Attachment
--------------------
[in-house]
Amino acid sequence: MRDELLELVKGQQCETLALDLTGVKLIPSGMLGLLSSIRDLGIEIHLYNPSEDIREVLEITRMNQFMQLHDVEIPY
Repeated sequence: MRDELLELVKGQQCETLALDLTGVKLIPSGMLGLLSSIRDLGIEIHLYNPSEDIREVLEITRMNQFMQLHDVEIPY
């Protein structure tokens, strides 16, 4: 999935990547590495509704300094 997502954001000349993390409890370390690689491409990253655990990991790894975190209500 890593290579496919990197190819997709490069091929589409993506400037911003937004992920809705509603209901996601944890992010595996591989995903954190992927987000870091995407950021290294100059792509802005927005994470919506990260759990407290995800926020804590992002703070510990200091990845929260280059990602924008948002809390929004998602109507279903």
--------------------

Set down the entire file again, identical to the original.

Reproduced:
[in-house]
Amino acid sequence: MRDELLELVKGQQCETLALDLTGVKLIPSGMLGLLSSIRDLGIEIHLYNPSEDIREVLEITRMNQFMQLHDVEIPY
Repeated sequence: MRDELLELVKGQQCETLALDLTGVKLIPSGMLGLLSSIRDLGIEIHLYNPSEDIREVLEITRMNQFMQLHDVEIPY
């Protein structure tokens, strides 16, 4: 999935990547590495509704300094 997502954001000349993390409890370390690689491409990253655990990991790894975190209500 890593290579496919990197190819997709490069091929589409993506400037911003937004992920809705509603209901996601944890992010595996591989995903954190992927987000870091995407950021290294100059792509802005927005994470919506990260759990407290995800926020804590992002703070510990200091990845929260280059990602924008948002809390929004998602109507279903």